I am an art historian and currently an Assistant Professor of Islamic Art at the University of Minnesota’s Department of Art History, where I previously completed my PhD. I hold BA degrees in Sociology and History from Koç University and an MA degree in History from Sabancı University in Istanbul. My research and teaching interests lie in the history and visual culture of early modern Islamic courts (Ottomans, Safavids, and Mughals), with a special focus on issues of diplomacy, exchange, materiality, gift-giving practices, and courtly rituals.
My current book project, titled ‘Courtly Encounters in War and Peace: Ottoman-Safavid Gift Exchange, 1501-1660,’ is the first book-length study of the relationship between the Ottoman and Safavid courts from the perspective of visual culture. The project’s broad scope and its emphasis on the countless diplomatic gifts exchanged show that it was not just the wars fought and treaties signed that defined diplomacy and political interaction in the early modern Islamic world, but that objects actively shaped interactions by forming, strengthening, and even breaking ties.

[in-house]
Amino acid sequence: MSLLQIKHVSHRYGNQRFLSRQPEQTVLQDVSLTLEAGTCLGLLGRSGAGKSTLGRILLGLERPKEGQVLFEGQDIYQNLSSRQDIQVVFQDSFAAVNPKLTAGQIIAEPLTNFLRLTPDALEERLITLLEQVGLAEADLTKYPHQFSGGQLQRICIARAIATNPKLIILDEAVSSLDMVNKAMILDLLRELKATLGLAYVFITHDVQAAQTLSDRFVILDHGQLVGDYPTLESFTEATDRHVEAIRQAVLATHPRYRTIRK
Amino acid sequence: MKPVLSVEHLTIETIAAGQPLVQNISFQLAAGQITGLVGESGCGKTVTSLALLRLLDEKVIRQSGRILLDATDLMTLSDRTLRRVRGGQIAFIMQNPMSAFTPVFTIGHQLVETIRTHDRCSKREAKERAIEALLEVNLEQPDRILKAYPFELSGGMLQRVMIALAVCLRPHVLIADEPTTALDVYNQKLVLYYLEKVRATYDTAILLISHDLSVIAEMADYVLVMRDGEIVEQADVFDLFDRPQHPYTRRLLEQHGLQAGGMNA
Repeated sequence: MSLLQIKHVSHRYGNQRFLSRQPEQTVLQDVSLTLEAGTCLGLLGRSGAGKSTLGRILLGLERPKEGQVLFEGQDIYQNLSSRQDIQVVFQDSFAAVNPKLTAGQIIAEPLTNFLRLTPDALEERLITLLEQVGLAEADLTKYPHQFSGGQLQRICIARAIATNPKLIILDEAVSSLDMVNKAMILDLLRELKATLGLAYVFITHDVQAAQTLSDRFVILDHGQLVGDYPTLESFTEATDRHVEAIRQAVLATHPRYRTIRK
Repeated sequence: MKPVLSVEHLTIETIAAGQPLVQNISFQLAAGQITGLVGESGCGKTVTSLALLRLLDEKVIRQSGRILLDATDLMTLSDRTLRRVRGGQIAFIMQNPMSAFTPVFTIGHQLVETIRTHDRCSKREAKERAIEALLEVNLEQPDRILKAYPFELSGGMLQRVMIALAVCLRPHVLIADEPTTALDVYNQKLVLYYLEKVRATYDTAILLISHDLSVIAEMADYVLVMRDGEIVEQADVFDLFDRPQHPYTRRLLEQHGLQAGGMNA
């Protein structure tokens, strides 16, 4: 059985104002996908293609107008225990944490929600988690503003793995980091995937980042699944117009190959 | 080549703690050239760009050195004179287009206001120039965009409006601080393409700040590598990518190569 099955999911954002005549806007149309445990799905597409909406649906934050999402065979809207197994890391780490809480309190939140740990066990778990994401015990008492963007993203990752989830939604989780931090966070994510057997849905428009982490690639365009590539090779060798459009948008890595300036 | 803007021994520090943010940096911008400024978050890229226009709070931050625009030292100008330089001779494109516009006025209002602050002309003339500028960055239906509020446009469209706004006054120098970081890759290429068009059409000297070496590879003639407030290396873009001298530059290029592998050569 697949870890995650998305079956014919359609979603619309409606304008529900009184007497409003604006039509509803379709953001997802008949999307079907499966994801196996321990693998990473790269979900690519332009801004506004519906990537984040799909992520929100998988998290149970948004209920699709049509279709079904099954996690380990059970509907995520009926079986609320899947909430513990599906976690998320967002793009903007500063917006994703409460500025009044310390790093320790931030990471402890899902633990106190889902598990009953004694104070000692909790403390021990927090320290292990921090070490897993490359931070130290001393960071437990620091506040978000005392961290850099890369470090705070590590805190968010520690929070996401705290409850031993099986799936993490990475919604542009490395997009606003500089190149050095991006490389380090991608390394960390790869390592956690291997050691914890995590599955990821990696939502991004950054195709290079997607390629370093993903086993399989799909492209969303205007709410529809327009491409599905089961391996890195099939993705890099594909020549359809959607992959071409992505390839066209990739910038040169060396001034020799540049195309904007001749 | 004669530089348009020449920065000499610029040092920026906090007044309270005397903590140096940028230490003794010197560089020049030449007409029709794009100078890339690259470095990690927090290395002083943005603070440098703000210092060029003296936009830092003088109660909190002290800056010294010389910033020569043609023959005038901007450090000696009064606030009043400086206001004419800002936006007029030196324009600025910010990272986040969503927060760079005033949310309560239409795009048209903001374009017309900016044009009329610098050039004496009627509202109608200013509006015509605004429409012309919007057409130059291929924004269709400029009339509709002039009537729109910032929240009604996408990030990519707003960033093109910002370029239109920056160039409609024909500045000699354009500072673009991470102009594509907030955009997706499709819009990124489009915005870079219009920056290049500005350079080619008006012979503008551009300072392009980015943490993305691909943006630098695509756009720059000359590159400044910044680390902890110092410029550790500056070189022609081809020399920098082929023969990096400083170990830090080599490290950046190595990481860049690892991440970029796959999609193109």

During my year at the EUI as a Max Weber Fellow, I will also be holding a fellowship from the American Council of Learned Societies. My research has also been supported by the Center for Advanced Study in the Visual Arts at the National Gallery of Art, Social Science Research Council, American Research Institute in Turkey, and the Kress Foundation.